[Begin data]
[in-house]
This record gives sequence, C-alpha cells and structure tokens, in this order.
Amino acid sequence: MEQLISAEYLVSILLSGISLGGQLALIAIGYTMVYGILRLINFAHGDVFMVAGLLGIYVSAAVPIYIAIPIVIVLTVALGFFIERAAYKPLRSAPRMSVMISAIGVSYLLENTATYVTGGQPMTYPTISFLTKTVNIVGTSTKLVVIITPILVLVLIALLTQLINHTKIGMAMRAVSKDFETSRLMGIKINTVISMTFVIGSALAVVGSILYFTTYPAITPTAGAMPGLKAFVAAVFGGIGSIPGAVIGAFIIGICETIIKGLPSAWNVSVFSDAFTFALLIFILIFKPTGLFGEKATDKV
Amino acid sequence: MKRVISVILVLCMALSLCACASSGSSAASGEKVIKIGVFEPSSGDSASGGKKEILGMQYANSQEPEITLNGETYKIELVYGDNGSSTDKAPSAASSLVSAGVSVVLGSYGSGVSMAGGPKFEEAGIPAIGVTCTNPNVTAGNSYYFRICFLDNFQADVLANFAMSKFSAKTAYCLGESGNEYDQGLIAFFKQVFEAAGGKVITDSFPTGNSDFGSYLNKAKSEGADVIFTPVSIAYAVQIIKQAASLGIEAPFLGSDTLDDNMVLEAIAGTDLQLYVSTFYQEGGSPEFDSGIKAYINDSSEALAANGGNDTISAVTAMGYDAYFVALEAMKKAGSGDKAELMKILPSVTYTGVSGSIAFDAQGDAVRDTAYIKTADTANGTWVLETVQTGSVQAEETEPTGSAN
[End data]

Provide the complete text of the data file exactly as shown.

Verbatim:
[in-house]
This record gives sequence, C-alpha cells and structure tokens, in this order.
Amino acid sequence: MEQLISAEYLVSILLSGISLGGQLALIAIGYTMVYGILRLINFAHGDVFMVAGLLGIYVSAAVPIYIAIPIVIVLTVALGFFIERAAYKPLRSAPRMSVMISAIGVSYLLENTATYVTGGQPMTYPTISFLTKTVNIVGTSTKLVVIITPILVLVLIALLTQLINHTKIGMAMRAVSKDFETSRLMGIKINTVISMTFVIGSALAVVGSILYFTTYPAITPTAGAMPGLKAFVAAVFGGIGSIPGAVIGAFIIGICETIIKGLPSAWNVSVFSDAFTFALLIFILIFKPTGLFGEKATDKV
Amino acid sequence: MKRVISVILVLCMALSLCACASSGSSAASGEKVIKIGVFEPSSGDSASGGKKEILGMQYANSQEPEITLNGETYKIELVYGDNGSSTDKAPSAASSLVSAGVSVVLGSYGSGVSMAGGPKFEEAGIPAIGVTCTNPNVTAGNSYYFRICFLDNFQADVLANFAMSKFSAKTAYCLGESGNEYDQGLIAFFKQVFEAAGGKVITDSFPTGNSDFGSYLNKAKSEGADVIFTPVSIAYAVQIIKQAASLGIEAPFLGSDTLDDNMVLEAIAGTDLQLYVSTFYQEGGSPEFDSGIKAYINDSSEALAANGGNDTISAVTAMGYDAYFVALEAMKKAGSGDKAELMKILPSVTYTGVSGSIAFDAQGDAVRDTAYIKTADTANGTWVLETVQTGSVQAEETEPTGSAN